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EPA report details toxic releases for US, Utah

EPA report details toxic releases for US, Utah

(Kristin Murphy, Deseret News)

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Estimated read time: 2-3 minutes

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SALT LAKE CITY — Toxic chemicals released from industrial facilities across the nation dropped by 56 percent over a 10-year-period, according to the Environmental Protection Agency, including an 8 percent decrease from 2014 to 2015.

The annual Toxic Release Inventory from the EPA shows that hydrochloric acid, sulfuric acid, toluene and mercury were among chemicals that experienced significantly lower releases from industrial facilities. The 56 percent decline is from 2005 to 2015.

EPA officials say the public should welcome news of the decline because those chemicals are associated with a wide range of health effects that include damage to nervous systems and respiratory irritation.

Jim Jones, EPA assistant administrator for the Office of Chemical Safety and Pollution Prevention, said the report shows that "action by EPA, state and tribal regulators and the regulated community has helped dramatically lower toxic air emissions over the past 10 years.”

Industrial facilities are required under the Pollution Prevention Act to submit information on pollution prevention and other waste management activities of toxic release chemicals. Across the country, nearly 22,000 facilities submitted data for 2015.

“(The report) provides citizens access to information about what toxic chemicals are being released in their neighborhoods and what companies are doing to prevent pollution,” Jones said.

In Utah, Kennecott's copper mine concentrators, power plant and smelter is the leading facility for toxic releases, followed by U.S. Magnesium, Bonanza Power Plant and EnergySolutions.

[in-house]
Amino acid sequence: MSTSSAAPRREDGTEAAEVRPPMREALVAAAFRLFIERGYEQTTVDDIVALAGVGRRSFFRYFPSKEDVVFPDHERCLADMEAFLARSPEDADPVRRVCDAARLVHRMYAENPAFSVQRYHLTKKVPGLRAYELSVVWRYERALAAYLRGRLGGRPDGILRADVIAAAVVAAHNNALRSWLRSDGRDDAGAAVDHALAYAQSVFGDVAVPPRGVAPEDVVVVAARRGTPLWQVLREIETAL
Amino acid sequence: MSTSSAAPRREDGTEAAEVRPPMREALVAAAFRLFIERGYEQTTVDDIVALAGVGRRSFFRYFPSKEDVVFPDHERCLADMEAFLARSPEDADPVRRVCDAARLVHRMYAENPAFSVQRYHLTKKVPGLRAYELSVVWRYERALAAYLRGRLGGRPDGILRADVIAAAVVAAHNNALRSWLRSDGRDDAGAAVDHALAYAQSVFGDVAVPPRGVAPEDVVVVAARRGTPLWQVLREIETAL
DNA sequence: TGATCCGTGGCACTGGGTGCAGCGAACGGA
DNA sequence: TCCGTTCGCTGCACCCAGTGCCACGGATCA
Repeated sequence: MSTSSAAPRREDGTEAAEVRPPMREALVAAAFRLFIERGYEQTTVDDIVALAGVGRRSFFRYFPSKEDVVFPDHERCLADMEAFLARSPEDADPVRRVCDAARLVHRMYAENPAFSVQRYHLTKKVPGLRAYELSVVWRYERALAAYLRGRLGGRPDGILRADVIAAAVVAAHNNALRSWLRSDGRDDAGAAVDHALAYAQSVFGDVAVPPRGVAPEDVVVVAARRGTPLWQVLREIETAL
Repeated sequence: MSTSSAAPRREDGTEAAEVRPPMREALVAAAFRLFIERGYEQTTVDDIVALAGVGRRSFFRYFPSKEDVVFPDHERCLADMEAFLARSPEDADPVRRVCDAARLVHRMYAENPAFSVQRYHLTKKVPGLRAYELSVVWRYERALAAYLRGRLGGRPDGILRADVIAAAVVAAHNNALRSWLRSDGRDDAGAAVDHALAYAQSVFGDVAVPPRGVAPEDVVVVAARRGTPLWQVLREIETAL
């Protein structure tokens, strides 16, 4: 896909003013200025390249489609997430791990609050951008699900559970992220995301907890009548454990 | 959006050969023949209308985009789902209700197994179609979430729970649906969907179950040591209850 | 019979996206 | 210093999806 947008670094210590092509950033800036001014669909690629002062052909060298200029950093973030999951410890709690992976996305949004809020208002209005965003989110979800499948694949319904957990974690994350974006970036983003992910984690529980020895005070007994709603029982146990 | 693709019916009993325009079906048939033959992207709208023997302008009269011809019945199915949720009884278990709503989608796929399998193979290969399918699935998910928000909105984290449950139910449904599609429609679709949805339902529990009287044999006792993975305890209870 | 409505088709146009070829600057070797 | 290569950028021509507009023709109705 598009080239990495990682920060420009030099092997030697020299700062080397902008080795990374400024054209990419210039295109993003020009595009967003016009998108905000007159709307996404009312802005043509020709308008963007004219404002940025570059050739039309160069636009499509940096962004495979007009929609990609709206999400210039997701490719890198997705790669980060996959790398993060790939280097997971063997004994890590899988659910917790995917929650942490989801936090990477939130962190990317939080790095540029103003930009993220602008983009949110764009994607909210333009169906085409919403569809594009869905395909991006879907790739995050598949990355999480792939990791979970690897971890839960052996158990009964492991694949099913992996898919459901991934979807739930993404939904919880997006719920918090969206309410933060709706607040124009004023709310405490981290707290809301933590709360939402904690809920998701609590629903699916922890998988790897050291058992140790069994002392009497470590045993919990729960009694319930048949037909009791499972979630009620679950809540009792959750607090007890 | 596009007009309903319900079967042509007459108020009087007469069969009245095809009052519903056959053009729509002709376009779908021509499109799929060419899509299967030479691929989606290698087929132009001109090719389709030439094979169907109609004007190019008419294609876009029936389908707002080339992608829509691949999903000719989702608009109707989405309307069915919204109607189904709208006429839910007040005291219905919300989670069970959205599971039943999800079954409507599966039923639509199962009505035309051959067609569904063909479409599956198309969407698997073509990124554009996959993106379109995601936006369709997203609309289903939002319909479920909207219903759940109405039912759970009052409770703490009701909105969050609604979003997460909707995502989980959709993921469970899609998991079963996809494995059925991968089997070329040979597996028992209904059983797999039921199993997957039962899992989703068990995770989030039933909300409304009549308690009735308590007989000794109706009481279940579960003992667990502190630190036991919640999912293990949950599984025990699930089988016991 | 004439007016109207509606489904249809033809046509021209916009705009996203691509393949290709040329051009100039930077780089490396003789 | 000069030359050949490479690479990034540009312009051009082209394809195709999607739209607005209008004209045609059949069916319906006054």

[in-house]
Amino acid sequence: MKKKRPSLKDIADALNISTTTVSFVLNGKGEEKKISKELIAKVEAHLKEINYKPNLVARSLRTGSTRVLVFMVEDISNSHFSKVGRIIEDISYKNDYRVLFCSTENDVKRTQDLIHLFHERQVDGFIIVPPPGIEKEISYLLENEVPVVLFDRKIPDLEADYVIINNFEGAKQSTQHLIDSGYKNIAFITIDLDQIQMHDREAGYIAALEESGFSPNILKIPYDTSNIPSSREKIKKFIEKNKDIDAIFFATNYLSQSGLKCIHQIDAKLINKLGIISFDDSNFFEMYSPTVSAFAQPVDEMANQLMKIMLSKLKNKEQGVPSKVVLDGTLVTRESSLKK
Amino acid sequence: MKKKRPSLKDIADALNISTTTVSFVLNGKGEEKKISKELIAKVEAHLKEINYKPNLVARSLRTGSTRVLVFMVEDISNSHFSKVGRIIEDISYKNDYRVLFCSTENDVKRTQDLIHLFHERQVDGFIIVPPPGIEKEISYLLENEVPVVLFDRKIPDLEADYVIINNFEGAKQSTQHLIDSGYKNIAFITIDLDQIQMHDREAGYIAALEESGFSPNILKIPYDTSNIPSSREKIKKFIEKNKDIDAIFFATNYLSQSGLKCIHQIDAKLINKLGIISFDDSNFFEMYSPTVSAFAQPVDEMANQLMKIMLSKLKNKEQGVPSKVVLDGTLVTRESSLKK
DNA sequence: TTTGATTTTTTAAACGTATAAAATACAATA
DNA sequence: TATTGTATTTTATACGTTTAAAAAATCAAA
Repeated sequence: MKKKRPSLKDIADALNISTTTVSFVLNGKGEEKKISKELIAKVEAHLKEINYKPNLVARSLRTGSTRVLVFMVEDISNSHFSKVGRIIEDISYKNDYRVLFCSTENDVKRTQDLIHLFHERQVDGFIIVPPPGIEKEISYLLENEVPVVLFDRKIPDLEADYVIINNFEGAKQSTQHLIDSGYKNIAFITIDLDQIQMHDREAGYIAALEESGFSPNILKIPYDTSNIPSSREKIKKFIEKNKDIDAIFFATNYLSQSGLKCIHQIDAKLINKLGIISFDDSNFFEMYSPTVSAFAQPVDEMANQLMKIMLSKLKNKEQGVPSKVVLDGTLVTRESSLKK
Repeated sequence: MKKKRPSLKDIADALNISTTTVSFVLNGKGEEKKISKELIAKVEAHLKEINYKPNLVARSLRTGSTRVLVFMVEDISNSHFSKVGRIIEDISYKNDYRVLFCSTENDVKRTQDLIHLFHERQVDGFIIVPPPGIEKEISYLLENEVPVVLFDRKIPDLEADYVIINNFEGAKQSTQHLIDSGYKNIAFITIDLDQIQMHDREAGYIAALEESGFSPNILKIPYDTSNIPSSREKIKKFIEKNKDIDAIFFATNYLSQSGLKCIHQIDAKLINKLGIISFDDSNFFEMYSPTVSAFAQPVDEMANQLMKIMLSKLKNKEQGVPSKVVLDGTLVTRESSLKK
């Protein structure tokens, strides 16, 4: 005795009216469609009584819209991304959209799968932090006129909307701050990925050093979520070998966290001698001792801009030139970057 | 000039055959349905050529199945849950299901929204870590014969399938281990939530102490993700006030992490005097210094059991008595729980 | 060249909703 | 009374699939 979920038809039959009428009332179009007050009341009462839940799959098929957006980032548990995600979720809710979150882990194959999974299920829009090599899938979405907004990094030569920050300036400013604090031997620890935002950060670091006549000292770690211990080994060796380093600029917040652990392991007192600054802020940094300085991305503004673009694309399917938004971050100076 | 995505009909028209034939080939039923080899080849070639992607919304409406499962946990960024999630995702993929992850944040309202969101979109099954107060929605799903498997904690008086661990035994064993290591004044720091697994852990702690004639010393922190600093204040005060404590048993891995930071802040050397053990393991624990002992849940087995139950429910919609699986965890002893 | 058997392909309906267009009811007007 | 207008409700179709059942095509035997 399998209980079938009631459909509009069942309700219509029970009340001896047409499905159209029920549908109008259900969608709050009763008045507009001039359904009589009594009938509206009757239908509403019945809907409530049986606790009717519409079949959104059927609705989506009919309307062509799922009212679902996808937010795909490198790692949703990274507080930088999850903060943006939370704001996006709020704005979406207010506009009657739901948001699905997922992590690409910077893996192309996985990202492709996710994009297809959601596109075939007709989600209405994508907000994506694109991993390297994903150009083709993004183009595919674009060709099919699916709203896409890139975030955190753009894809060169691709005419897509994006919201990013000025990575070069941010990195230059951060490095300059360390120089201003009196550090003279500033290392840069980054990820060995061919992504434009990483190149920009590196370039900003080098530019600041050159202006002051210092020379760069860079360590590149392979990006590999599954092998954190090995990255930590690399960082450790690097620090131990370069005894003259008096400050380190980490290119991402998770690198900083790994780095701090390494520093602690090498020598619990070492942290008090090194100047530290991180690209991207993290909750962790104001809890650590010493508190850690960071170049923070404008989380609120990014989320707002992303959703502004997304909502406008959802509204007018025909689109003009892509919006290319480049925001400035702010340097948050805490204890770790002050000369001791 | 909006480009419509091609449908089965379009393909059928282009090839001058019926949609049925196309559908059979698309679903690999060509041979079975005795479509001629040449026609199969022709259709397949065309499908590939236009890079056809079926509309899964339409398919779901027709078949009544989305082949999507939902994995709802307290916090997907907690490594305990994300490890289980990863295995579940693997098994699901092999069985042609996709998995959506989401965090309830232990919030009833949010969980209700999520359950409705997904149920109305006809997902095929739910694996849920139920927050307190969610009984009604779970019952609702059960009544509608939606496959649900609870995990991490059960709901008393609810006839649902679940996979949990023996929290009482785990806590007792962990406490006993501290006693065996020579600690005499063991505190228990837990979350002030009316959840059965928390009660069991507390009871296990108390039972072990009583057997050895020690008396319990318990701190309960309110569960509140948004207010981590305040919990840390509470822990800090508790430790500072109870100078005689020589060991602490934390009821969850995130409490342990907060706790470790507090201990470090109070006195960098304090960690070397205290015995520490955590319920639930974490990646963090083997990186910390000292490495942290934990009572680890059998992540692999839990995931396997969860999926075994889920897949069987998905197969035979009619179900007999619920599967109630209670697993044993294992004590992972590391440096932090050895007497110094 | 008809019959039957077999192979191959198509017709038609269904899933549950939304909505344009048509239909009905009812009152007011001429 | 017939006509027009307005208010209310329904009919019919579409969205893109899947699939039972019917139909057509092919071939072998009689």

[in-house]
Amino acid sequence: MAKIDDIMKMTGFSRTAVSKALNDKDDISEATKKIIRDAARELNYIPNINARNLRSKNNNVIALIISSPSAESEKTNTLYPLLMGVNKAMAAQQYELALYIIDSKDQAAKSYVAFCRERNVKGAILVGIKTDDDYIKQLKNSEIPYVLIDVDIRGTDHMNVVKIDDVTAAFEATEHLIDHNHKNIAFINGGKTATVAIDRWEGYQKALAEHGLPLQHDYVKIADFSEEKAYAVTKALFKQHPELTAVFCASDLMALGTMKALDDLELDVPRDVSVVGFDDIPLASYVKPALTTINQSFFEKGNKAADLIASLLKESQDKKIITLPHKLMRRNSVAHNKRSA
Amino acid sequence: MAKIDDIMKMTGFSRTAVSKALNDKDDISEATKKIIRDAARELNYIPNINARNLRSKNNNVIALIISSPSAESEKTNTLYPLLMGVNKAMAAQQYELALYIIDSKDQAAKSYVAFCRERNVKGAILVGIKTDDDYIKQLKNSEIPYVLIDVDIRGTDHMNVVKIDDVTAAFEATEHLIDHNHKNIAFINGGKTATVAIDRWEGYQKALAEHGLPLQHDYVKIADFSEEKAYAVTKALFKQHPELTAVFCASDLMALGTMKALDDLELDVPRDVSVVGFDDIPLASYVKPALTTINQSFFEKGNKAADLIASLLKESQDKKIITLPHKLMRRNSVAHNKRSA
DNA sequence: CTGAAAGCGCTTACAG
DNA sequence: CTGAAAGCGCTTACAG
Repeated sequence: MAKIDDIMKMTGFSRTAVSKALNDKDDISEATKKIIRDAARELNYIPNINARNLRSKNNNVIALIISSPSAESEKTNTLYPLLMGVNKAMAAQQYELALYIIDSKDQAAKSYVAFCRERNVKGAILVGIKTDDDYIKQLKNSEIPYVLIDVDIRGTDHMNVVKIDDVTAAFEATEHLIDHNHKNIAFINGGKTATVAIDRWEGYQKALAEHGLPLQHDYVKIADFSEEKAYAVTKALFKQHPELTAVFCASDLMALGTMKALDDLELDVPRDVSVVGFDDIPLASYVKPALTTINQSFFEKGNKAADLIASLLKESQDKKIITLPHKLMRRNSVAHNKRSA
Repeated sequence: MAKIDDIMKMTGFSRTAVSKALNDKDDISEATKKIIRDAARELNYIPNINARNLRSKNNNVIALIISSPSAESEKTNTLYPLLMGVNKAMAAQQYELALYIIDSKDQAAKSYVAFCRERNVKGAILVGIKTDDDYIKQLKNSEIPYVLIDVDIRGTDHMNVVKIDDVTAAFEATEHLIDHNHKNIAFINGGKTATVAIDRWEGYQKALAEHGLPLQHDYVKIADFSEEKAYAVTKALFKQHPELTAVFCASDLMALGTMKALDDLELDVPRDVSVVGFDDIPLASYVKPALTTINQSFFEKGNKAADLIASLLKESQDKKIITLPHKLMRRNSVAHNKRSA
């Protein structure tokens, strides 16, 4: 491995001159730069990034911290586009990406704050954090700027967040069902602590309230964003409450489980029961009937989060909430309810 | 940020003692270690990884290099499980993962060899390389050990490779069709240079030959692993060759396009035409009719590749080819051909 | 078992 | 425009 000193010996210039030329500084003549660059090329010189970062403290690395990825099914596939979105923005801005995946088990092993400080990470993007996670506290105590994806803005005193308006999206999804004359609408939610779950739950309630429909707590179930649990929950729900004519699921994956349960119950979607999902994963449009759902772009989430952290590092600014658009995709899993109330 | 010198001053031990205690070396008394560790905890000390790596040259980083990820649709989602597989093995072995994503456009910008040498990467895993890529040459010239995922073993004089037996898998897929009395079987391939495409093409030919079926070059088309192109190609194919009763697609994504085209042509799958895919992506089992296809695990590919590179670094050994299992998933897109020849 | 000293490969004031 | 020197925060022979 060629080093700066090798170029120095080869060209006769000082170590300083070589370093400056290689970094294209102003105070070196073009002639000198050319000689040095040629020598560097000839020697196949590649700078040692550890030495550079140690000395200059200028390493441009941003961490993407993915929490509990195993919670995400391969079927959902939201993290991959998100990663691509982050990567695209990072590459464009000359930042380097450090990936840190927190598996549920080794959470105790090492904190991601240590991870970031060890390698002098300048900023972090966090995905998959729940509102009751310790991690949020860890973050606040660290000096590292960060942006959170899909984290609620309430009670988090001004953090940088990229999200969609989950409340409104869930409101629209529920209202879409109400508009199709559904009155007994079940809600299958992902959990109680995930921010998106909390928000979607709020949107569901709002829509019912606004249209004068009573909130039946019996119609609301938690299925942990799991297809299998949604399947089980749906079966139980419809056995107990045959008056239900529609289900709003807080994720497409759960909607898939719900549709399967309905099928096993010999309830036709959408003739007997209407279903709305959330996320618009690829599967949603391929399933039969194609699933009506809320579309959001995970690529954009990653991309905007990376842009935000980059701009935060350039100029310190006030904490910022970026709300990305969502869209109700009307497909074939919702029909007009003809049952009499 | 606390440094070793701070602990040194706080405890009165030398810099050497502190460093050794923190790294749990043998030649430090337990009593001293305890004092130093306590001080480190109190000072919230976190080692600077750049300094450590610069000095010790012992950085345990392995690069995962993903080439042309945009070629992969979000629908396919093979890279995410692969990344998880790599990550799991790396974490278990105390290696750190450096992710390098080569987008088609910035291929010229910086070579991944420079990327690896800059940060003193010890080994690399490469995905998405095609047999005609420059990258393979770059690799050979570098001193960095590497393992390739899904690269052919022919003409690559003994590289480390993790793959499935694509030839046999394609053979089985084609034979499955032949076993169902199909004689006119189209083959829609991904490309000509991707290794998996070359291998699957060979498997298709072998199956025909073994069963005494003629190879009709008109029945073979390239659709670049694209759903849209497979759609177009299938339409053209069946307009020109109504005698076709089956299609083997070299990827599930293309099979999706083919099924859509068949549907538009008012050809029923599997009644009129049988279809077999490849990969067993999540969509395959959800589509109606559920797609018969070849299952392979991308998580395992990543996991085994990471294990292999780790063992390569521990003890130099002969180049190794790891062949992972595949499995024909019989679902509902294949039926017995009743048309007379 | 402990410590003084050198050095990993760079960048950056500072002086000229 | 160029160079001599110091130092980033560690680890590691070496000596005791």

U.S. Environmental Protection Agency (Photo: Aaron Thorup, U.S. Environmental Protection Agency)
U.S. Environmental Protection Agency (Photo: Aaron Thorup, U.S. Environmental Protection Agency)

For 2015, Kennecott released or disposed of 206 million pounds of toxic chemicals, the majority of which was lead.

The releases stem primarily from the movement of waste rock or overburden.

"A difference in metals concentration of a few parts per million results in millions of pounds considering the large amounts of material moved each year," Kennecott spokesman Kyle Bennett said. "These small changes in concentration directly impact our toxic release inventory. For every ton of ore, we'll release less than an once of lead and 13 ounces of copper."

The EPA's Richard Mylott said Kennecott's smelter and refinery experienced one of the largest reductions in releases on a national scale, dropping 17 million pounds from 2014 to 2015.

Overall, Utah has 178 facilities that report toxic releases to the EPA and ranks No. 4 among 56 states and territories based on total releases per square mile.

The state had 229 million pounds of on-site and off-site disposals or releases, compared with the national average of 3.3 billion pounds.


Amy Joi O'Donoghue


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